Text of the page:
Keepers and coaches being kept on their toes by Dons' style

Goalie coach Dean Thornton says Dons' philosophy has altered his approach to training

By Toby Lock
Friday, 2nd April 2021, 10:11 am
Updated Friday, 2nd April 2021, 10:14 am
Andrew Fisher
Andrew Fisher

Getting Andrew Fisher, Lee Nicholls and Laurie Walker confident with the ball at their feet rather than in their hands is a challenge not just for the trio themselves, but also for coach Dean Thornton.

The role Dons' goalkeepers play, it's fair to say, differs somewhat from what others in League One are expected to do. Spending more time on the ball, more time outside the penalty area, making more short passes than long ones, there have been some heart-stopping moments when they come under pressure. But only on a handful of occasions have those moments cost Dons goals.

Not only a change in approach for the way traditional keepers have been expected to play down the years, Dons' style of play has also meant a change in approach for the coach too. Thornton admits some more tried-and-tested training programmes have had to take a backseat as the keepers do more and more work with the ball at their feet rather than in their hands.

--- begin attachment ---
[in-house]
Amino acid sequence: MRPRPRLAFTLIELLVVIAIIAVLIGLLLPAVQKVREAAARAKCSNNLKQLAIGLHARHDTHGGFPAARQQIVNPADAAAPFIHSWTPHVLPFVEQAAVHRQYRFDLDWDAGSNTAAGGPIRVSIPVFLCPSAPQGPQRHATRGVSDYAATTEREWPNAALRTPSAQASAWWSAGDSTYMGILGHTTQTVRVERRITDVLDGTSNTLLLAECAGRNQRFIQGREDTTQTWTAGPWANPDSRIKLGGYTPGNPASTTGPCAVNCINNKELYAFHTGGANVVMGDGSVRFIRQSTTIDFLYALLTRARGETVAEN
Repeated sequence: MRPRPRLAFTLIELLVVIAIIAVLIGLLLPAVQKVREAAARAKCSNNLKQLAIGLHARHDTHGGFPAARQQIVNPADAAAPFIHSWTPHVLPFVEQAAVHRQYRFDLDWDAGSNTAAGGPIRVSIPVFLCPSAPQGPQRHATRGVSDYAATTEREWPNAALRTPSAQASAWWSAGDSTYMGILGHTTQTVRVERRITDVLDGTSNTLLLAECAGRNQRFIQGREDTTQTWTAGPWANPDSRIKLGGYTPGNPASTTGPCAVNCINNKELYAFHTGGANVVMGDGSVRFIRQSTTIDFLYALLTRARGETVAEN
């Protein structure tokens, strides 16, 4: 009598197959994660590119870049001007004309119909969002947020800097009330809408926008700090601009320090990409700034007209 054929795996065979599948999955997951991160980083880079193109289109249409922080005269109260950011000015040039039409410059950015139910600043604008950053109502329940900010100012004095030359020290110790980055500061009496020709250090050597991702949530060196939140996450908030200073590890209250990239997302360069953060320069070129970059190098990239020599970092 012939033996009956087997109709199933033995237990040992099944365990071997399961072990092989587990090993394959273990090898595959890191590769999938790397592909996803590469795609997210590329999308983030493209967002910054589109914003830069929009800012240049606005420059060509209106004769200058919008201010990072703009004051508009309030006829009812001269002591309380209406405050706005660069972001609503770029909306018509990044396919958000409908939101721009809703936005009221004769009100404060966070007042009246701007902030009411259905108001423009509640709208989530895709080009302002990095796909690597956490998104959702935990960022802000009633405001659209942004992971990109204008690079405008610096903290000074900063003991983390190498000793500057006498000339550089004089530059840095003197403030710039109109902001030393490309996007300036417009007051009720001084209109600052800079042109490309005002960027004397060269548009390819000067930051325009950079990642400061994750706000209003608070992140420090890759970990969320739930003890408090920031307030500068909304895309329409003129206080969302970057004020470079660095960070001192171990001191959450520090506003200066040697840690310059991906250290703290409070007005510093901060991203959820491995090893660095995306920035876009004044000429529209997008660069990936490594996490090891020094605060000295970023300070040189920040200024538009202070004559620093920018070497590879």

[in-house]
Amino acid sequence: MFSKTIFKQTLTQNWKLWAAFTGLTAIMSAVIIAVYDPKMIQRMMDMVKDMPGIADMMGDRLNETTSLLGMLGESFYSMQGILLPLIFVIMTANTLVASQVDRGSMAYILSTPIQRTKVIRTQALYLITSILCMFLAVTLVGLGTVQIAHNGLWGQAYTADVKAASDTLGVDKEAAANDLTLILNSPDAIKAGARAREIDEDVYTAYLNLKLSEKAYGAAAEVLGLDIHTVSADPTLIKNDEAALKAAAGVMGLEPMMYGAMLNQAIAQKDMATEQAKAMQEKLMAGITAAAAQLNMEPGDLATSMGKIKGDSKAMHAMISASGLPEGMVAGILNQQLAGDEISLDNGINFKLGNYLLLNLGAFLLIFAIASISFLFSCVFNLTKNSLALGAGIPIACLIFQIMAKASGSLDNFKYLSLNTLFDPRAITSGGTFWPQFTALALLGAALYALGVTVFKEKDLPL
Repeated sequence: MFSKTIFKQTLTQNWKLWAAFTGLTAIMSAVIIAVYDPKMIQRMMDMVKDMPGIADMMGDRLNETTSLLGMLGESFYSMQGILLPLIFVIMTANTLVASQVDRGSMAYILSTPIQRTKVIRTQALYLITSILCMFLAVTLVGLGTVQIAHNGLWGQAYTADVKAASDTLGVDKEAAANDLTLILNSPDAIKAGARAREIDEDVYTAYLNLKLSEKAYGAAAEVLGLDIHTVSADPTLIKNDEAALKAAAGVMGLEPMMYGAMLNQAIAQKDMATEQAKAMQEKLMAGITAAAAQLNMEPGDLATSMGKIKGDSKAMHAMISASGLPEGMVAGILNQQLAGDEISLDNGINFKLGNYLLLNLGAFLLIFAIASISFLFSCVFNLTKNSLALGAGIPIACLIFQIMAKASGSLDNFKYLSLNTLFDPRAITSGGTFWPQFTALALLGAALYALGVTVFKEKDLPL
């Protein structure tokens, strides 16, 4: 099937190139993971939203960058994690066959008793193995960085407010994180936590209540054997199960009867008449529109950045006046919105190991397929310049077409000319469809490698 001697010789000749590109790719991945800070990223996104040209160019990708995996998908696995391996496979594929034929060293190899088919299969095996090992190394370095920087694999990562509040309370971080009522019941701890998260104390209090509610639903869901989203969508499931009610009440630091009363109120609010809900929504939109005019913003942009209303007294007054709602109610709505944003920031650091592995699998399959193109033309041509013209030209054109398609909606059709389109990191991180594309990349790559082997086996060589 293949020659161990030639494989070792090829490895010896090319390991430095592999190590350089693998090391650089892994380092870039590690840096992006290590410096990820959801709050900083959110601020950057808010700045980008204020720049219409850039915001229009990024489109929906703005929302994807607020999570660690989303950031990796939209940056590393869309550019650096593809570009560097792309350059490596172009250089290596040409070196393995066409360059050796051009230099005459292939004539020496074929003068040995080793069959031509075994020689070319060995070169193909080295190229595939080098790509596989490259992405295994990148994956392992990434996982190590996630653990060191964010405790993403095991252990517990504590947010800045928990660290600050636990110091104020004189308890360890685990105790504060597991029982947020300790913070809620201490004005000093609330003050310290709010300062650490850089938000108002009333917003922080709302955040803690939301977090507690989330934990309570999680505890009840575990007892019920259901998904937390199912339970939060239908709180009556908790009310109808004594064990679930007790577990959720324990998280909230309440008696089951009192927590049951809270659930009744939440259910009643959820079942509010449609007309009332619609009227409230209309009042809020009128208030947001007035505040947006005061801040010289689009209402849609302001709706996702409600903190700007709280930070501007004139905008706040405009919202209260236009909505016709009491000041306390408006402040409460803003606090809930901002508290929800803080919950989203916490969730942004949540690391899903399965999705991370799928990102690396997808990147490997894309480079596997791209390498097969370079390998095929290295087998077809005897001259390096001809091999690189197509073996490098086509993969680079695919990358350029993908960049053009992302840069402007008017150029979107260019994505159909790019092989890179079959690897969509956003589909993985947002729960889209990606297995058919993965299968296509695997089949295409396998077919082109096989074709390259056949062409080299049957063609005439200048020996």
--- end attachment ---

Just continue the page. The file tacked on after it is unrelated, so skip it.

"It can be difficult for me too, because I have to change the structure of the week for the way we want to play," Thornton explained. "I miss certain bits where we don't necessarily get a chance to work on some things, but the way we play, I can get away with it because we have a lot more of the ball.

"In most games, a keeper might make 10, 12 saves. Ideally we'd want none, but in our games, we might get two or three. I get a lot more time working with them playing with their feet, but that's just the way I have to manage the week, the month, the year to what we work with in the philosophy. It takes a lot of planning.

"It's different. The gaffer puts a lot of emphasis on the keepers. The football world moves in cycles and at the moment, it seems the goalkeepers are being used a lot more than previously. For me, I love it.

"Going back to when I was playing with Russ, I loved it. I never understood putting the ball down and putting everyone 50, 60 yards up the pitch for me to smash it. I preferred passing the ball – maybe because I didn't have the power to kick it that far!

"All three keepers here have been fantastic here with how we've implemented training and they've all bought into how we want to play. It's not entirely unique because other teams do it, but we've added to it and we put a lot of pressure on the boys. I don't think they get as much credit as they should."